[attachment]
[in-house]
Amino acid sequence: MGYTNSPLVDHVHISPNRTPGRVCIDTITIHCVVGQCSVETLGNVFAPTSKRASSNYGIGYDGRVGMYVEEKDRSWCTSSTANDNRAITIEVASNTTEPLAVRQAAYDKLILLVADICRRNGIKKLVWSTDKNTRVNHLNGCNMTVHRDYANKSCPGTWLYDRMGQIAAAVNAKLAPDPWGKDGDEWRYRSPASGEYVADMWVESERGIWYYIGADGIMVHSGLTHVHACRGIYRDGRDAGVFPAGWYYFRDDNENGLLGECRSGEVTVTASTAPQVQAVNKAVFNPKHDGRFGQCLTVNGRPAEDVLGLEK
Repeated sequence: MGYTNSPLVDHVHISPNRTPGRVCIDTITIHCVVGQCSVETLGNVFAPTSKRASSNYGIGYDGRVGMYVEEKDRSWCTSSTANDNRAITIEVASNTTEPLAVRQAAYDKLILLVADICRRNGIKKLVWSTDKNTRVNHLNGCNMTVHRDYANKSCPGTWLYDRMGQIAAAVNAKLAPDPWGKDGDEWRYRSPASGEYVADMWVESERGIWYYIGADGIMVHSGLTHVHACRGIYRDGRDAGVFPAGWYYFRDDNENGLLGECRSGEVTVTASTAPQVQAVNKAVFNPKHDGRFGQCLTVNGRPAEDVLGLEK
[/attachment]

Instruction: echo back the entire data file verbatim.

[in-house]
Amino acid sequence: MGYTNSPLVDHVHISPNRTPGRVCIDTITIHCVVGQCSVETLGNVFAPTSKRASSNYGIGYDGRVGMYVEEKDRSWCTSSTANDNRAITIEVASNTTEPLAVRQAAYDKLILLVADICRRNGIKKLVWSTDKNTRVNHLNGCNMTVHRDYANKSCPGTWLYDRMGQIAAAVNAKLAPDPWGKDGDEWRYRSPASGEYVADMWVESERGIWYYIGADGIMVHSGLTHVHACRGIYRDGRDAGVFPAGWYYFRDDNENGLLGECRSGEVTVTASTAPQVQAVNKAVFNPKHDGRFGQCLTVNGRPAEDVLGLEK
Repeated sequence: MGYTNSPLVDHVHISPNRTPGRVCIDTITIHCVVGQCSVETLGNVFAPTSKRASSNYGIGYDGRVGMYVEEKDRSWCTSSTANDNRAITIEVASNTTEPLAVRQAAYDKLILLVADICRRNGIKKLVWSTDKNTRVNHLNGCNMTVHRDYANKSCPGTWLYDRMGQIAAAVNAKLAPDPWGKDGDEWRYRSPASGEYVADMWVESERGIWYYIGADGIMVHSGLTHVHACRGIYRDGRDAGVFPAGWYYFRDDNENGLLGECRSGEVTVTASTAPQVQAVNKAVFNPKHDGRFGQCLTVNGRPAEDVLGLEK